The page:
The dissolution of the Draper family is seen before our eyes with a starkness that was shattering: Betty on a plane with Henry Francis bound for Reno for a quickie divorce (with shades of The Women, of course); Sally and Bobby in front of the television with Carla and the family's dog; Don alone in a Greenwich Village street, suitcases in hand, ready to take the next step in his life, whatever that may be.

But there's also the promise of renewal, of new connections formed, and new families being built, at least in the corporate world. As Don comes out of the hotel bedroom after phoning Betty, he sees not a loose collective of ambitious loners but a true co-operative of spirit, a new family that encircles not just his partners but also Joan, Peggy, Pete, and Harry. It's a moment, amid the chaos and destruction, of pure happiness as Don surveys the cramped hotel room that is the heart of Sterling Cooper Draper Pryce and sees the family he's built for himself. It's the beginning rather than the end.

Likewise, the aforementioned shot of Don walking in the darkened street by himself isn't one of solemness but one that's rife with possibility. He's a man about to take one step firmly into whatever future might hold for him... and, perhaps for the first time in his life, Don realizes that he's not alone in the world.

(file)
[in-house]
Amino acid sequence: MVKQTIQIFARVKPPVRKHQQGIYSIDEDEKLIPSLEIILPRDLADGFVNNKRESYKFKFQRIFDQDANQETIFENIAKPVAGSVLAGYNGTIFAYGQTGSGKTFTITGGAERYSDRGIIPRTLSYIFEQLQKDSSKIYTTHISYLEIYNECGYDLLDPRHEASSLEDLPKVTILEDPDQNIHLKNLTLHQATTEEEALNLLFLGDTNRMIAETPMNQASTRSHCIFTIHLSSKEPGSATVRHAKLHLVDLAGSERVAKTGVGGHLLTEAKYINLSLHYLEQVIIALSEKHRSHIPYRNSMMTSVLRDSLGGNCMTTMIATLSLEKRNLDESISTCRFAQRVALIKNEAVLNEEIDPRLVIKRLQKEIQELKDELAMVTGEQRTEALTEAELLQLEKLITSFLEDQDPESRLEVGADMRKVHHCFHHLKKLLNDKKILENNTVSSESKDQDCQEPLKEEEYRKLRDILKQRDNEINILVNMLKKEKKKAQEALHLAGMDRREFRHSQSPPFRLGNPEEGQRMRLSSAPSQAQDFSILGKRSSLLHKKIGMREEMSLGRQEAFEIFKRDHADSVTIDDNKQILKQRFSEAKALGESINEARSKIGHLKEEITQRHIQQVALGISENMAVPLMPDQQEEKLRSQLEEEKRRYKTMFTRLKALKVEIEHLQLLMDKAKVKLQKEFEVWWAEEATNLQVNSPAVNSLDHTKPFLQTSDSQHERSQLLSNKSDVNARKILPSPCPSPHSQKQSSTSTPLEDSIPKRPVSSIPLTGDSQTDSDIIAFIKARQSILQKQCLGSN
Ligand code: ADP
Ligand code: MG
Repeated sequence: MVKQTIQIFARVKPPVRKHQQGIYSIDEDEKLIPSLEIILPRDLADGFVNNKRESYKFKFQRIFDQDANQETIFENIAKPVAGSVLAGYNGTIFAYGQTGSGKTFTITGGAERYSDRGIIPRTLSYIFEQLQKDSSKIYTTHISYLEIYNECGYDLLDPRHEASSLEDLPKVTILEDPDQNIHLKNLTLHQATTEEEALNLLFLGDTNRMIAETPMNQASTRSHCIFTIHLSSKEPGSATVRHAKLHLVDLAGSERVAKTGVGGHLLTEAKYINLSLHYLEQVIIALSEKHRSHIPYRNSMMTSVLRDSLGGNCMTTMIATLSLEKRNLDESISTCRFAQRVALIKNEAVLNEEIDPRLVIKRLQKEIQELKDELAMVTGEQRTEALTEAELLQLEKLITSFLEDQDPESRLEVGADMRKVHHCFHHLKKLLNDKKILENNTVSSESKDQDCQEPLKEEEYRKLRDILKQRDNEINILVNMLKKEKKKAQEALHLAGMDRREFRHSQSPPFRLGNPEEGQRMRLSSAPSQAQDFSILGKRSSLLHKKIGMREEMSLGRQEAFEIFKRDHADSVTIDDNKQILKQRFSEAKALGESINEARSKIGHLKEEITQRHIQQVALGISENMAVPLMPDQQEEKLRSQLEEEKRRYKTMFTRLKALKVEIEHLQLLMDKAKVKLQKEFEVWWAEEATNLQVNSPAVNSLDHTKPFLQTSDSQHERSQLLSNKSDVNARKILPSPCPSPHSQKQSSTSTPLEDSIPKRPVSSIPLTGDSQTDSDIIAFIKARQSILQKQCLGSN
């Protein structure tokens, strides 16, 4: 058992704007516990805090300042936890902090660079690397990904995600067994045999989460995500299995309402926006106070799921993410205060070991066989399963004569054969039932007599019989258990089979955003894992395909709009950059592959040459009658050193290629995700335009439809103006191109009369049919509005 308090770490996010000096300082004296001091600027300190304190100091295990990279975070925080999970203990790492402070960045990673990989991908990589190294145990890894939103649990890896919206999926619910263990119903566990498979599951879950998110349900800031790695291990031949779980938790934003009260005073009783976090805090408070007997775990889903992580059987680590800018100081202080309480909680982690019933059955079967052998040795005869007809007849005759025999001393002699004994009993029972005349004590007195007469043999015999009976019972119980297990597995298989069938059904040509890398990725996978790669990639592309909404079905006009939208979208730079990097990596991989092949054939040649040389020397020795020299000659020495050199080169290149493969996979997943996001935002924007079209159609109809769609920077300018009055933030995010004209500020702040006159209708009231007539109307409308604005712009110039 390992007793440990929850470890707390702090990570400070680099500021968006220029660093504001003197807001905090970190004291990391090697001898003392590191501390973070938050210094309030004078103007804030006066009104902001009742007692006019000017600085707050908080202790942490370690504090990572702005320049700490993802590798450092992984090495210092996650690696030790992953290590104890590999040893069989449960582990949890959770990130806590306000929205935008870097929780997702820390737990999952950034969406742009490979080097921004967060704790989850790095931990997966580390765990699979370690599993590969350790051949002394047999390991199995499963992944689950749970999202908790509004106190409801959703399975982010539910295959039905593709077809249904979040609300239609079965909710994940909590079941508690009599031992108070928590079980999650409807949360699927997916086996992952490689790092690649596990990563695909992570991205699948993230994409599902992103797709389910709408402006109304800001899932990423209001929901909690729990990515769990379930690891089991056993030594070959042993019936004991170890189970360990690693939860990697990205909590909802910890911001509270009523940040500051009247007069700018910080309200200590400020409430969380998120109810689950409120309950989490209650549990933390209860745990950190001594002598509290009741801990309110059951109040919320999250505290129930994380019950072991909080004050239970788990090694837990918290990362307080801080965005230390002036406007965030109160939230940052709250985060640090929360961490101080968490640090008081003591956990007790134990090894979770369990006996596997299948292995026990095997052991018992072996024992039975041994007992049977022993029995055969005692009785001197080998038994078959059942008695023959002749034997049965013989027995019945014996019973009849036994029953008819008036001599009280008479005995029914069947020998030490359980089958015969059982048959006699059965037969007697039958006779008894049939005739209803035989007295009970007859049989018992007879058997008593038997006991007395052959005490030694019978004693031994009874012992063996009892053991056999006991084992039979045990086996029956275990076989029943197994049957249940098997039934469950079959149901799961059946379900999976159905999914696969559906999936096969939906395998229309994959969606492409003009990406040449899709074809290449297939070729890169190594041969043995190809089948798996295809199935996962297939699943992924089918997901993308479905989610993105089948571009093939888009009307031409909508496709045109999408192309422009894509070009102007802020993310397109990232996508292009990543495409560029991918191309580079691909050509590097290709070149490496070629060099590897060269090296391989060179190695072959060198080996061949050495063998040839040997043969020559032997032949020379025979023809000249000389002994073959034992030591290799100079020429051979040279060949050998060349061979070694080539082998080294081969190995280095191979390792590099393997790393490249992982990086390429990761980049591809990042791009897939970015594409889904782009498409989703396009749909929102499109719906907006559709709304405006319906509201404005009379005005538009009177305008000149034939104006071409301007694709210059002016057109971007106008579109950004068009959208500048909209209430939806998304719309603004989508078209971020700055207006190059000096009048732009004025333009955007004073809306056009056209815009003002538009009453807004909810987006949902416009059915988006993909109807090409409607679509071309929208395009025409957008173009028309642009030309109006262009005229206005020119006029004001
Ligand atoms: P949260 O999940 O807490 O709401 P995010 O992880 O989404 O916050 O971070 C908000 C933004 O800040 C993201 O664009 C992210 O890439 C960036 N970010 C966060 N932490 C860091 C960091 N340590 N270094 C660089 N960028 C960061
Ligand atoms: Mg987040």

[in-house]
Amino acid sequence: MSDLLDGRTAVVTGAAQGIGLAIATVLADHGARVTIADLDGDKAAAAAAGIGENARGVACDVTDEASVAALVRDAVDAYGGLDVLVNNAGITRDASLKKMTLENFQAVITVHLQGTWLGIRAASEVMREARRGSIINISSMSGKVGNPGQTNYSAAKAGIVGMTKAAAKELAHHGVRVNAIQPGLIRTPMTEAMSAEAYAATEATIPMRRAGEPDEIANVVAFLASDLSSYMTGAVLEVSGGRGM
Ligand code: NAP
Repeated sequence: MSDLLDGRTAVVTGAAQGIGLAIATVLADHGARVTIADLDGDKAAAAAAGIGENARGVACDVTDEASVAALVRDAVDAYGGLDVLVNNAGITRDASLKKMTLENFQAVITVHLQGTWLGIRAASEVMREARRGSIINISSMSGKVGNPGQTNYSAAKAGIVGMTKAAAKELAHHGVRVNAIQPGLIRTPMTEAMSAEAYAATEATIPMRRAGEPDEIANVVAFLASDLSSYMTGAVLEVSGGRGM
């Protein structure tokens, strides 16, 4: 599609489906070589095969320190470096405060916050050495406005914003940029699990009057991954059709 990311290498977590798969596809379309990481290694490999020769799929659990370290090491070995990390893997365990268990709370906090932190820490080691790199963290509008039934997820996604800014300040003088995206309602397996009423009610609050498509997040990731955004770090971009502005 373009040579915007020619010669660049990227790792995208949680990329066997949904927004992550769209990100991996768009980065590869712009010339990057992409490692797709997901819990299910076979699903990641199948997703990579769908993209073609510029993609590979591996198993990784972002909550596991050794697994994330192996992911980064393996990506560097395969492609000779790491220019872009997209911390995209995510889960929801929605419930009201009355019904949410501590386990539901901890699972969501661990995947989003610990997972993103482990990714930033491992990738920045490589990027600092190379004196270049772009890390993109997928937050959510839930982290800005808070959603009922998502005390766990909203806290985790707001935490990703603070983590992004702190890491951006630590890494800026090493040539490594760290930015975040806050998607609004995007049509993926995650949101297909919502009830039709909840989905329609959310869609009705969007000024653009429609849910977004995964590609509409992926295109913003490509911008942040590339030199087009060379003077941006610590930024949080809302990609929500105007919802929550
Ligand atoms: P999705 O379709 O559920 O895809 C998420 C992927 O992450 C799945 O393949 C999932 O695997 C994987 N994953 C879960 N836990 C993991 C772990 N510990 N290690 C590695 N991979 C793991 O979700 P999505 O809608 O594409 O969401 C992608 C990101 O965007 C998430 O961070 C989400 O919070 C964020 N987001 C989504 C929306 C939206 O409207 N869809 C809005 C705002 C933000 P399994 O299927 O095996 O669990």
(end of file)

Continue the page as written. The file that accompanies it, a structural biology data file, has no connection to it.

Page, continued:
Mad Men will return for a fourth season in 2010.

Comments

Bella Spruce said…
The season finale was brilliant and reading your wonderful review gave me chills all over again!

I never thought that Mad Men was the type of show that would make me cheer but, like you, I cheered several times during last night's episode. There was a lot of heartbreak but so many triumphant moments as well. Seeing my favorite characters back together again in that cramped little hotel room was enough to make me giddy with joy and I am already crazy with anticipation for season four.
AskRachel said…
That scene between Don and Betty was scary. Both actors proved, once again, how brilliant they are. I just hope that the disintegration of Don and Betty's marriage doesn't mean that we'll see less of Betty next season. She's one of my favorite characters in spite (or because of?) all her flaws.
Playstead said…
Brilliant analysis of what I think may have been the finest hour of TV (surely the most enjoyable) I've ever watched. Can't wait for season 4.
Ally said…
Absolutely brilliant finale from beginning to end.
Dani In NC said…
You named one of my favorite movies of all time -- "The Women"! I'm always surprised by how many people don't know this movie, so thanks for mentioning it.

This season's finale is a reward for those of us who have stuck with "Mad Men" through all the seasons. Many people say that nothing really happens on this show, but the slow build-up made this episode much more satisfying than on a show like "Grey's Anatomy" where there is a shocker every other episode.